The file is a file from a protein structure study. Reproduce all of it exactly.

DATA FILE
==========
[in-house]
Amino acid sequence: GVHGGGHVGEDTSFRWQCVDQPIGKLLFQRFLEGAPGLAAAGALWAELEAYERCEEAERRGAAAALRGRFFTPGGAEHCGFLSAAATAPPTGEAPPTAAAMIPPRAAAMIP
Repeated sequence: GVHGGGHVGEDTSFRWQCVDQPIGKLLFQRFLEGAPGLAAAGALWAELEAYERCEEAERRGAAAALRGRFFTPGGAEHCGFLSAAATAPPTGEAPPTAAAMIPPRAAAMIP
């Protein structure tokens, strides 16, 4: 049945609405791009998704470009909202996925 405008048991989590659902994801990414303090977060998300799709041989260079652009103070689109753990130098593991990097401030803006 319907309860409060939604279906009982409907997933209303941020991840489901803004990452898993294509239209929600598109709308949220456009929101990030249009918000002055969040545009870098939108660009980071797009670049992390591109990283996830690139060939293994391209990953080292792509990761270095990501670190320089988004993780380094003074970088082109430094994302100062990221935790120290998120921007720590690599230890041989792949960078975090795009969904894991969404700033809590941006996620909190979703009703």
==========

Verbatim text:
[in-house]
Amino acid sequence: GVHGGGHVGEDTSFRWQCVDQPIGKLLFQRFLEGAPGLAAAGALWAELEAYERCEEAERRGAAAALRGRFFTPGGAEHCGFLSAAATAPPTGEAPPTAAAMIPPRAAAMIP
Repeated sequence: GVHGGGHVGEDTSFRWQCVDQPIGKLLFQRFLEGAPGLAAAGALWAELEAYERCEEAERRGAAAALRGRFFTPGGAEHCGFLSAAATAPPTGEAPPTAAAMIPPRAAAMIP
């Protein structure tokens, strides 16, 4: 049945609405791009998704470009909202996925 405008048991989590659902994801990414303090977060998300799709041989260079652009103070689109753990130098593991990097401030803006 319907309860409060939604279906009982409907997933209303941020991840489901803004990452898993294509239209929600598109709308949220456009929101990030249009918000002055969040545009870098939108660009980071797009670049992390591109990283996830690139060939293994391209990953080292792509990761270095990501670190320089988004993780380094003074970088082109430094994302100062990221935790120290998120921007720590690599230890041989792949960078975090795009969904894991969404700033809590941006996620909190979703009703």